This dimension concludes that nations are either labeled ‘individualist’ or ‘collectivistic’ and according to Hofstede, loose ties among the people characterize individualistic societies, and people are largely ‘for themselves’ and thinking terms of ‘me’.
On contrary, collectivistic societies’ individuals immediately when they are born become intertwined in the well-built solid in-groups, where loyalty to the group lasts a lifetime and individuals think and act in terms of ‘we’ (Hofstede, n.d, p.1).
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Uncertainty Avoidance Index (UAI)
The position of Hofstede is that there are varied extent in different communities as to how members of those communities feel not secure as a result of the presented uncertain or undefined circumstances (Grabot, Mayere and Bazet 2008, p.184). In essence, it involves search for truth specifically in unstructured situations.
Different cultures program their members differently in terms of being comfortable or uncomfortable during uncertainty periods. In addition, cultures that greatly avoid uncertainty will be involved in anything that intends to reduce the occurrence of such possibilities.
However, in cultures that manifest less uncertainty appear to have and express greater trust and confidence in new ventures and always they express enthusiasm to embrace and apply innovative things (Hofstede, n.d, p.1).
Hofstede Score for USA
Hofstede Score for France
Source: Hofstede n.d
Analyzing the Scores in terms of PDI, France rates higher (68) than USA (40). On IDV USA exceeds France, where USA has (88) while France has (67).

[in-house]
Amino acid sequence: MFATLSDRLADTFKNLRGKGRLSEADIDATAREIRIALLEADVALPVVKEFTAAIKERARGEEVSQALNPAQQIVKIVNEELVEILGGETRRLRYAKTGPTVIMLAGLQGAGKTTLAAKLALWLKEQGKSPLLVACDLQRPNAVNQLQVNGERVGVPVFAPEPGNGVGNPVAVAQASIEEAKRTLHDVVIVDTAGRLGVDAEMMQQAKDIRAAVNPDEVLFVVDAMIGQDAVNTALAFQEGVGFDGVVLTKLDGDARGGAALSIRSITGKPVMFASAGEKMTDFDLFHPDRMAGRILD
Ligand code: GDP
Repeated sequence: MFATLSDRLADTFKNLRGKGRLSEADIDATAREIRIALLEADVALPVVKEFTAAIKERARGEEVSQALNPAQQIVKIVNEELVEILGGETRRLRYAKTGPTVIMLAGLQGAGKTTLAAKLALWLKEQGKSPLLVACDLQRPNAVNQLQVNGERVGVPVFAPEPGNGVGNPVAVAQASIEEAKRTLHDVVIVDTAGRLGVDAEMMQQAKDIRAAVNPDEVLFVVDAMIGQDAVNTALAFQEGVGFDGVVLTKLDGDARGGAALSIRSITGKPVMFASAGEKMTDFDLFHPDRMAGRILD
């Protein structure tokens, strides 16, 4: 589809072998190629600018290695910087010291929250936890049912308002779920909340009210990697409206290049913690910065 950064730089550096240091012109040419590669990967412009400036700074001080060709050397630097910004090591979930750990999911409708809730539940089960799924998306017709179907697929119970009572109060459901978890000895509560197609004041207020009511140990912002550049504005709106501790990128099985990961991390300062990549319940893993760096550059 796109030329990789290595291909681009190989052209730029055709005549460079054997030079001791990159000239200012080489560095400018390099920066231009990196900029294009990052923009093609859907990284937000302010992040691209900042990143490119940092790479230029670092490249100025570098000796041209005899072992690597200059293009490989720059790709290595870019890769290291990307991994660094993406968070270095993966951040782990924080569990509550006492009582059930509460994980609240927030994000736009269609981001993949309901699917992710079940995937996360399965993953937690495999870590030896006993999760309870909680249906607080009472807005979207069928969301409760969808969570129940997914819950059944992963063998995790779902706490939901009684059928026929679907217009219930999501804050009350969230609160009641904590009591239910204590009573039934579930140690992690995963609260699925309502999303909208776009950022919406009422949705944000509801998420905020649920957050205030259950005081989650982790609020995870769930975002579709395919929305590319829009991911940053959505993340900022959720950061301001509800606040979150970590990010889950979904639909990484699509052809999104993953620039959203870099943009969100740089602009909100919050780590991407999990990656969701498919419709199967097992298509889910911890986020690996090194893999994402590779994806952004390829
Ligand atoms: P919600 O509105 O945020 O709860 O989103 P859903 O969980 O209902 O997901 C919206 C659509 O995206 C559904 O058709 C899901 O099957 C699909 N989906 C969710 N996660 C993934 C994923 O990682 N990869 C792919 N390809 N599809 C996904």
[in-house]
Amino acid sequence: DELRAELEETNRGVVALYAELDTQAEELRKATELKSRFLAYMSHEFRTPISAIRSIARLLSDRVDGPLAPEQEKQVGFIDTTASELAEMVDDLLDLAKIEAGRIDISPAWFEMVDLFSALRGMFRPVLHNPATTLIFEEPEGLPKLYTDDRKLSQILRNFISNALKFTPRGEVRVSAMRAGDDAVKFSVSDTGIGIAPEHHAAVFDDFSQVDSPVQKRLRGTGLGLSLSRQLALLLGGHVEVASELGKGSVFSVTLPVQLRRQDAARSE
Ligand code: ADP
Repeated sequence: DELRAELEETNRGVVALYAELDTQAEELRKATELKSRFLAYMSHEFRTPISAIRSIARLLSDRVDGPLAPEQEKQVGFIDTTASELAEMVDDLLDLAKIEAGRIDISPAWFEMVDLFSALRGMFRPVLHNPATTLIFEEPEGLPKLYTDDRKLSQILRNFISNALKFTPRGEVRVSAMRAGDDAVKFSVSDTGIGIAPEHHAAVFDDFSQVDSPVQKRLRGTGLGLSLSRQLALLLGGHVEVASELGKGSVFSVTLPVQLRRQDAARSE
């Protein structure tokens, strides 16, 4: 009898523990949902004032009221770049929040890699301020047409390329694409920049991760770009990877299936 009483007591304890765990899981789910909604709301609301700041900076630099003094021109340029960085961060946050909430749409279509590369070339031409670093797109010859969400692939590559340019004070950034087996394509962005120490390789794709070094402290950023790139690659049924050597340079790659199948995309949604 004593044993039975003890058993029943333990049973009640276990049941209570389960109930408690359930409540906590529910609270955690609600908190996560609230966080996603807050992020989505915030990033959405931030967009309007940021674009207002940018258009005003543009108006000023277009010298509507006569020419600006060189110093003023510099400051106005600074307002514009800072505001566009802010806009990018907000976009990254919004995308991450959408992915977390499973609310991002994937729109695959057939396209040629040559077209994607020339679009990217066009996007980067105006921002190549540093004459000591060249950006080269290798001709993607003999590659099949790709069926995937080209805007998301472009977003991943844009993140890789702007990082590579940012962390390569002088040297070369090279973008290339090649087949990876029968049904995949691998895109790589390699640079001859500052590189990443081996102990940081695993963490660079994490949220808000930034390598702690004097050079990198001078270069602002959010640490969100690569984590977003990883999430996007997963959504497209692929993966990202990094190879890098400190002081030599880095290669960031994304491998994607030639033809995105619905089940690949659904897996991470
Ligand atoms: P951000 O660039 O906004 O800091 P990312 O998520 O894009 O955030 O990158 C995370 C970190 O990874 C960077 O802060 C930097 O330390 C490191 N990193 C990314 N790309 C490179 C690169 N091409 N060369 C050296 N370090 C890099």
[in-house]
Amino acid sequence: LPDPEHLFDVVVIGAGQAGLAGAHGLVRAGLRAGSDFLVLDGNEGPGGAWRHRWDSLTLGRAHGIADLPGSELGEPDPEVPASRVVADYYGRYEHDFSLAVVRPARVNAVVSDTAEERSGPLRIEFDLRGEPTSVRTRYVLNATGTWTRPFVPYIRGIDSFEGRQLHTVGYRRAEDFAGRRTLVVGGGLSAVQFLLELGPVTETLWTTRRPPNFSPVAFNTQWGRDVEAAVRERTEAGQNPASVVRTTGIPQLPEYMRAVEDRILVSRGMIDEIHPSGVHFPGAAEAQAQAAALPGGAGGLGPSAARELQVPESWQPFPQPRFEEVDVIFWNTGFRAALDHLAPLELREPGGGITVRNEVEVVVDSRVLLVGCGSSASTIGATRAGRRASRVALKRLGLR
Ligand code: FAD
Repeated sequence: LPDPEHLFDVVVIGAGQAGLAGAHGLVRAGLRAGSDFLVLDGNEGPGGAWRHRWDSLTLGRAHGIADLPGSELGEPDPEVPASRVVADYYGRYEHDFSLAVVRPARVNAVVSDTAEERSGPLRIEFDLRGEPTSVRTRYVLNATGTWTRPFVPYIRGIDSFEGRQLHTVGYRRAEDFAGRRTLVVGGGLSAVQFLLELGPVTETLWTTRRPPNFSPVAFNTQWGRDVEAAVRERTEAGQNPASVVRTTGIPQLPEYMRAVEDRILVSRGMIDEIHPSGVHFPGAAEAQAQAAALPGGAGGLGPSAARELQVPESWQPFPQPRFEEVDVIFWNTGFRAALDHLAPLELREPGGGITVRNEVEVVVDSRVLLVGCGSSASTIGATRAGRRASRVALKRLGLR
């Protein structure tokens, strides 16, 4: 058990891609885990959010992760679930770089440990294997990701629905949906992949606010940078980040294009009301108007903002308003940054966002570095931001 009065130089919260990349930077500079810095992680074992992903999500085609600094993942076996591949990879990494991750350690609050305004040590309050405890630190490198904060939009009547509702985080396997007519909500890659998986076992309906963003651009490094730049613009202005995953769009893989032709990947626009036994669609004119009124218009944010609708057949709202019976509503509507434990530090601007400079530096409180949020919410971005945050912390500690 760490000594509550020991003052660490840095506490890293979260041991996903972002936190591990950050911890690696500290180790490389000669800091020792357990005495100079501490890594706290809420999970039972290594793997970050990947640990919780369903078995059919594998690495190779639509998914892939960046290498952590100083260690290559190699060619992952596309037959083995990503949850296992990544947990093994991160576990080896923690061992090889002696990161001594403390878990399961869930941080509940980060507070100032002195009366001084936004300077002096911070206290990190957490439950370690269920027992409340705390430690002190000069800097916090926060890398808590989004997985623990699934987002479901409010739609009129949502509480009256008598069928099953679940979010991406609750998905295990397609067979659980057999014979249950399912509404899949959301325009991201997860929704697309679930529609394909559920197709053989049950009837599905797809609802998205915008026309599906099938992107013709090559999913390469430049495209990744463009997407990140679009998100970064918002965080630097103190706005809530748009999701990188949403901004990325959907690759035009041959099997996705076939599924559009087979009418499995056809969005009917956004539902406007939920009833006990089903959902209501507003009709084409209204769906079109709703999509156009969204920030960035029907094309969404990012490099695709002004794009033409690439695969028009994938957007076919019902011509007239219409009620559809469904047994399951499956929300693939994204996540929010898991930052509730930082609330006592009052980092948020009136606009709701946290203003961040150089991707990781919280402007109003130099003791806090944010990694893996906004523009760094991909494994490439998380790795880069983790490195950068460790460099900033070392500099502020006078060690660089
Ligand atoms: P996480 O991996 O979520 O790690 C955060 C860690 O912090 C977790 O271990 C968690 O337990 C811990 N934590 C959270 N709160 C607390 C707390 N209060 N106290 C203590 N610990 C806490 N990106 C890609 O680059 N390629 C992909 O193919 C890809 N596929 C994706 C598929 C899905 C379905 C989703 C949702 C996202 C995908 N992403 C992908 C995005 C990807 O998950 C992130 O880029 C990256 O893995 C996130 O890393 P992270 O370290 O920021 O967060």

When MAS is compared it is evident USA outperforms France with statistics being 58 for USA and 37 for France. Lastly, UAI USA performs distantly behind France with statistics showing 42 for USA and 80 for France (Hofstede n.d, p.1).
Trompenaars’ research on organizational culture: USA and France
Trompenaars and Hampden-Turner did a research in 30 countries and their main concentration was on employees where they envisaged to find out how businesses operated and which particular problems were pertinent in a range of cultural settings (Cahill 2007).
The results were published in their famous book, “Riding the Waves of Culture” (Smirnova, 2007, p.1) in 1997 and the authors discussed seven key dimensions which were identified during the research.
The validated seven proportions that describe how cultural differences takes place occur include, “universalism vs. particularism, individualism vs. communitarism, affective vs. neutral, specific vs. diffuse, achievement vs. ascription, attitude to time and attitudes to the environment” (Smirnova, 2007, p.1).
“Universalism vs. particularism” largely postulates how individual react to rule obedience where those who believe in universal principles adhere to universally agreed standards while particularists’ main focal point is on the exceptional characteristic of current circumstance (Trompenaars and Hampden-Turner, 1997 cited in Cahill 2007).
When compared, USA appears to favor universalism rules than France. “Individualism vs. communitarianism” element explores the association that exist between people and different groups that are found in the larger community whereby some societies promote self-interest (individualism) while others are more concerned with overall community goals and objectives as their first priority (Cahill, 2007).
According to this, USA is seen to be largely individualist while France is seen to favor collectivism or communitarianism (Smirnova, 2007, p.1).
With regard to affective vs. neutral, it observed that some cultures have a high likelihood of expressing their emotions more than what members of other cultures will do while neutral societies approach is largely indirect. USA is more neutral than France, which appears to be affective, but the degree of difference is low (Cahill 2007).
On the specific vs. diffuse dimension, the concentration is on how members of the community engage in forming relationships among themselves for instance to what degree are members close to each other in the cycles of their lives and how diffusely the relation formed may be or has existed.